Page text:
For ages we've all known that the U.S. health insurance system works splendidly for those who have good employer-provided coverage, slide smoothly into Medicare when the time comes and seldom get sick. But evidence is beginning to trickle in that this seamless pathway for some people who've signed up for Obamacare insurance may be more illusory than real...

Beware Those 'Average' Premium Increases – or Decreases!

PREPARED PATIENT BLOG | June 24, 2014 | Trudy Lieberman

Never before have I seen such intense interest from the press about health insurance rates, normally considered a snoozer of a story. For the public, this may be a good thing. If the stories are done well, consumers might learn something about the mix of factors that go into determining the premiums they will pay. But in the last couple of weeks, some stories have been downright misleading...

Pushing Back Against the High Price of Prescriptions

PREPARED PATIENT BLOG | June 17, 2014 | Trudy Lieberman

Are we finally doing something about the high prices of prescription drugs? Maybe. At the end of May, the Washington-based National Coalition on Health Care launched "Sustainable Rx Pricing," a campaign to "spark a national dialogue" about the high cost of drugs. Will it work?

A Doctor's Strategies Helped Mom Pay for Meds

PREPARED PATIENT BLOG | May 19, 2014 | Narine Wandrey

Bewildered, panicked and disheartened, I watched my mother's eyes dart back and forth as she read the pharmacy's prescription cash price list, knowing she could not possibly afford her monthly medicines. We drove home, not saying a word, but I knew she was deeply distraught. When we arrived, she began cutting each tiny elliptical or rounded tablet into halves and quarters...

Insurers Reap Rewards of Medicare Advantage Plans

PREPARED PATIENT BLOG | April 22, 2014 | Trudy Lieberman

A couple weeks ago, the Obama administration handed sellers of Medicare Advantage plans an increase in government payments for next year. While this may seem like a good thing for the 16 million beneficiaries who have MA plans, it may not be good for Medicare as a whole.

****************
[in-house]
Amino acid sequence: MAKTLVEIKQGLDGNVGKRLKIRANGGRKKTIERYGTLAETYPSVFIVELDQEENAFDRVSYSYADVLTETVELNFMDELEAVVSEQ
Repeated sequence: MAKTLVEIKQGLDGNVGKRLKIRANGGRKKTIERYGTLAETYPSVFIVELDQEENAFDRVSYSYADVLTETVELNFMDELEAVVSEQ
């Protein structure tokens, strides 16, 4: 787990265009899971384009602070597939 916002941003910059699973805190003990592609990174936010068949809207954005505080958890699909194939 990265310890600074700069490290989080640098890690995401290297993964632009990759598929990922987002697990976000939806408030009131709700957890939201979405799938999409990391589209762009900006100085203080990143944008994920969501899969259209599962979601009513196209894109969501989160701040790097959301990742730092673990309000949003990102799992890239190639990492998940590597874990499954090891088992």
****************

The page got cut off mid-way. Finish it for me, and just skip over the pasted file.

On Each Other's Team: What We Can Learn by Listening to Older Adults

PREPARED PATIENT BLOG | April 10, 2014 | Chris Langston

If there is a population in which we have the biggest opportunity to see improvements in both cost and quality of care outcomes, it is older Americans. The debate on how best to deliver effective primary care has gone on a long time, sometimes frustratingly so, but it has almost never included a crucial constituency: older adults. The John A. Hartford Foundation is pleased to help change that...

The Medicaid Gap Hits Home

PREPARED PATIENT BLOG | April 8, 2014 | Trudy Lieberman

A few days before the recent deadline for Obamacare sign-ups, I visited with one of the exchange navigators in Colorado, a state that expanded its Medicaid program and is working hard to enroll uninsured residents. This visit got me thinking of the millions of other people who live in states where they can't get access to Obamacare because they are too poor and yet are also not eligible for Medicaid...

Costs Complicated Dad's Cancer Care

PREPARED PATIENT BLOG | March 31, 2014 | Laura Sander

"I walked in a person, and out a cancer patient," my dad said as we filed home. Crossing this threshold, we found ourselves on the other side of medicine – the side on the exam table or gurney, as opposed to the one standing over it. In time, it became clear we were running out of money...

Obamacare Websites: Not Just a .Gov Problem

PREPARED PATIENT BLOG | March 4, 2014 | Trudy Lieberman

Shoppers searching the Internet for health insurance coverage can be forgiven if they are confused.

'Me' Versus 'We' in Obamacare

PREPARED PATIENT BLOG | February 25, 2014 | Trudy Lieberman

The Obama administration and Affordable Care Act supporters have not bothered to explain how the law includes cross-subsidization, missing an opportunity to talk about the "we" aspects of the law. As one 58-year-old woman put it: "The chances of me having a child at this age is zero. Why do I have to pay an additional $5,000 a year for coverage that I will never, ever need?" Here's how it works...